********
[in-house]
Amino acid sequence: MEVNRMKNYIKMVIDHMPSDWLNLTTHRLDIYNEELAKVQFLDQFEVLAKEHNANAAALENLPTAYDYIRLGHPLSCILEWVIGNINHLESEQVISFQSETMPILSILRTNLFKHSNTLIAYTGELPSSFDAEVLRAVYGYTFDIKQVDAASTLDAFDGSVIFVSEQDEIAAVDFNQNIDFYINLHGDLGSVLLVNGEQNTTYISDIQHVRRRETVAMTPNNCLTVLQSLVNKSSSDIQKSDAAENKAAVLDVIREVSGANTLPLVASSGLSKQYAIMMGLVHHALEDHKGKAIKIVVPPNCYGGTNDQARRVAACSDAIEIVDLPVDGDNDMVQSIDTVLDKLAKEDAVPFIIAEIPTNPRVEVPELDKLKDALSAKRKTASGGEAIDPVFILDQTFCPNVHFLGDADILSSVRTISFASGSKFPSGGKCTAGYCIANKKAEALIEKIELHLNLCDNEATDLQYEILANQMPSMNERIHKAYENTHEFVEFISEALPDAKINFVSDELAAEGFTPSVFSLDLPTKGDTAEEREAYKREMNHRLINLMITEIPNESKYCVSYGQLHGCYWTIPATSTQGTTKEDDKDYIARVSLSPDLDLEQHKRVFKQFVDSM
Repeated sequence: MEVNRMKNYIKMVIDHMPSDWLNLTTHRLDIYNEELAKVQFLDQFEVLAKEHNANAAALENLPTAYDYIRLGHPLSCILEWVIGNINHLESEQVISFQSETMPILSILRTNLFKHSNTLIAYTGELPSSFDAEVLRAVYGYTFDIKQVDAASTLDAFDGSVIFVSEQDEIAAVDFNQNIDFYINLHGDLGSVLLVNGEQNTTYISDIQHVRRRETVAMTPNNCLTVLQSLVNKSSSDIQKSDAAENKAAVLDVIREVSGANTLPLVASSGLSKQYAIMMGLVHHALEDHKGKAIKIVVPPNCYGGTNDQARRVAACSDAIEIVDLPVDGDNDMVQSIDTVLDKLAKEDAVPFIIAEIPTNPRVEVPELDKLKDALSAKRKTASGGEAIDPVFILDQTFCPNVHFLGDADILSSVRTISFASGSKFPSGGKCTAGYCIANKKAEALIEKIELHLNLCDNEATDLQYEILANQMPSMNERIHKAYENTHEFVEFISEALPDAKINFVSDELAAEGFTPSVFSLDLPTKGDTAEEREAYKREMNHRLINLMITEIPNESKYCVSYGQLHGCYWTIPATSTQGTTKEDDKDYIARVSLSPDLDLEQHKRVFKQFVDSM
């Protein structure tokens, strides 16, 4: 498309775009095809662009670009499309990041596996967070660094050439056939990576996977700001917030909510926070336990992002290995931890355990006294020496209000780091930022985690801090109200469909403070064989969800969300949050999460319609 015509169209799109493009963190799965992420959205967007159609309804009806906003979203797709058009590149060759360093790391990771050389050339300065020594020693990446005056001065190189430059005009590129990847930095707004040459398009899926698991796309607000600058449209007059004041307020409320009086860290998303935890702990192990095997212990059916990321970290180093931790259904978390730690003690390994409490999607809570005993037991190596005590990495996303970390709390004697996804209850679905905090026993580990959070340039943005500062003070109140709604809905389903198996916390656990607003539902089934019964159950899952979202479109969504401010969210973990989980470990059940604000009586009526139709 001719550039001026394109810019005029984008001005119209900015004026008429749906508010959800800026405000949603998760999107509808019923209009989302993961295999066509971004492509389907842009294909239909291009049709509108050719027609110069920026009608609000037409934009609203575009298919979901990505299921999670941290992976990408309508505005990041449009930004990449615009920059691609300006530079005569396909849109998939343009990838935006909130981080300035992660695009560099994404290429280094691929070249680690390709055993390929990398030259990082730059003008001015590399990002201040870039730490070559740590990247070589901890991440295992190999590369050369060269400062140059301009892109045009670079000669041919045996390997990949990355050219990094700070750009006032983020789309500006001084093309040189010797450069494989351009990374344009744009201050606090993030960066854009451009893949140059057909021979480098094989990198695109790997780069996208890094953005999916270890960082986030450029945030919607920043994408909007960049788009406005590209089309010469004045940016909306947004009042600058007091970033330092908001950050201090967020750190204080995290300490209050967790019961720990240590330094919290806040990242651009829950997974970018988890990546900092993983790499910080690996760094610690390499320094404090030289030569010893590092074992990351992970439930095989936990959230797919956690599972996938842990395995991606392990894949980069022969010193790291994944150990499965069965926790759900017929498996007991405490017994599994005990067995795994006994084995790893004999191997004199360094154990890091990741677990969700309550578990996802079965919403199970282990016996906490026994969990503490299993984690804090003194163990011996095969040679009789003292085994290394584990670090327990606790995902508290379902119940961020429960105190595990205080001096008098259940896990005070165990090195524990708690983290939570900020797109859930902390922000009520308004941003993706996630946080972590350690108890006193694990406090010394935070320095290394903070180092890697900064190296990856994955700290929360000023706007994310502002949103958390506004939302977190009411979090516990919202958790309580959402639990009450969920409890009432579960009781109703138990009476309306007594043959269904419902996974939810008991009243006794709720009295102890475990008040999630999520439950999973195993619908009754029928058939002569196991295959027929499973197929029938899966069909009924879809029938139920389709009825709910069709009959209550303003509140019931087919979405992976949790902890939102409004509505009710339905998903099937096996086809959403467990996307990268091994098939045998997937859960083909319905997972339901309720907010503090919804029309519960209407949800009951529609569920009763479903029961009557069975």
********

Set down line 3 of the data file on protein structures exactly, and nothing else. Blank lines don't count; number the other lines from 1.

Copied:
Repeated sequence: MEVNRMKNYIKMVIDHMPSDWLNLTTHRLDIYNEELAKVQFLDQFEVLAKEHNANAAALENLPTAYDYIRLGHPLSCILEWVIGNINHLESEQVISFQSETMPILSILRTNLFKHSNTLIAYTGELPSSFDAEVLRAVYGYTFDIKQVDAASTLDAFDGSVIFVSEQDEIAAVDFNQNIDFYINLHGDLGSVLLVNGEQNTTYISDIQHVRRRETVAMTPNNCLTVLQSLVNKSSSDIQKSDAAENKAAVLDVIREVSGANTLPLVASSGLSKQYAIMMGLVHHALEDHKGKAIKIVVPPNCYGGTNDQARRVAACSDAIEIVDLPVDGDNDMVQSIDTVLDKLAKEDAVPFIIAEIPTNPRVEVPELDKLKDALSAKRKTASGGEAIDPVFILDQTFCPNVHFLGDADILSSVRTISFASGSKFPSGGKCTAGYCIANKKAEALIEKIELHLNLCDNEATDLQYEILANQMPSMNERIHKAYENTHEFVEFISEALPDAKINFVSDELAAEGFTPSVFSLDLPTKGDTAEEREAYKREMNHRLINLMITEIPNESKYCVSYGQLHGCYWTIPATSTQGTTKEDDKDYIARVSLSPDLDLEQHKRVFKQFVDSM